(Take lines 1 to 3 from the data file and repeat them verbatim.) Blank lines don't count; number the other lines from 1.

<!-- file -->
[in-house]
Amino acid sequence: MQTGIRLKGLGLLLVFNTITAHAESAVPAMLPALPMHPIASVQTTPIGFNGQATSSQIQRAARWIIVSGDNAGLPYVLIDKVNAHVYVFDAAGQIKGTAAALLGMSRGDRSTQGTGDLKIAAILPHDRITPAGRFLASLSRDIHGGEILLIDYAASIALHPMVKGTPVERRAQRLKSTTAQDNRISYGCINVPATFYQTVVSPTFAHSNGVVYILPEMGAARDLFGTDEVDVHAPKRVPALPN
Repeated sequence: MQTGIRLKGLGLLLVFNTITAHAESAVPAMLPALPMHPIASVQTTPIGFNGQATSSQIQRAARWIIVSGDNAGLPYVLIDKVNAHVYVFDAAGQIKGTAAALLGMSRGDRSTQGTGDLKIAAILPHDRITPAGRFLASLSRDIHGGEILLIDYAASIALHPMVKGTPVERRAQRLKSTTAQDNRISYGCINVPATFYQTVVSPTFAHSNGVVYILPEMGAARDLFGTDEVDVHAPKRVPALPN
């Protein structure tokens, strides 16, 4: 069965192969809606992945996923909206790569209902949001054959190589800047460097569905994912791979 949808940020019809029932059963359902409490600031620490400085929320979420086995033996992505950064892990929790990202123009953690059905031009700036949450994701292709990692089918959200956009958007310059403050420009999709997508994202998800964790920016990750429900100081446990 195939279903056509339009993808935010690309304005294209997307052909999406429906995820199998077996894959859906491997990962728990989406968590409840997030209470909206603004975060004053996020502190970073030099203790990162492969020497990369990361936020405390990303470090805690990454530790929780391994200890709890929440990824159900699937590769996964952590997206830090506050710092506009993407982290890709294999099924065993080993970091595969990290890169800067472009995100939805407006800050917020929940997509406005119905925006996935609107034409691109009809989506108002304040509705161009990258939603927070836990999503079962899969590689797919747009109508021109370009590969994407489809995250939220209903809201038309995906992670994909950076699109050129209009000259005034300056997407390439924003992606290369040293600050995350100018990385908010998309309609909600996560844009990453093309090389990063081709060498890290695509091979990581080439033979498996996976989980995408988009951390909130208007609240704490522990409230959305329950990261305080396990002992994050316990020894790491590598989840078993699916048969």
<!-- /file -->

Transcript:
[in-house]
Amino acid sequence: MQTGIRLKGLGLLLVFNTITAHAESAVPAMLPALPMHPIASVQTTPIGFNGQATSSQIQRAARWIIVSGDNAGLPYVLIDKVNAHVYVFDAAGQIKGTAAALLGMSRGDRSTQGTGDLKIAAILPHDRITPAGRFLASLSRDIHGGEILLIDYAASIALHPMVKGTPVERRAQRLKSTTAQDNRISYGCINVPATFYQTVVSPTFAHSNGVVYILPEMGAARDLFGTDEVDVHAPKRVPALPN
Repeated sequence: MQTGIRLKGLGLLLVFNTITAHAESAVPAMLPALPMHPIASVQTTPIGFNGQATSSQIQRAARWIIVSGDNAGLPYVLIDKVNAHVYVFDAAGQIKGTAAALLGMSRGDRSTQGTGDLKIAAILPHDRITPAGRFLASLSRDIHGGEILLIDYAASIALHPMVKGTPVERRAQRLKSTTAQDNRISYGCINVPATFYQTVVSPTFAHSNGVVYILPEMGAARDLFGTDEVDVHAPKRVPALPN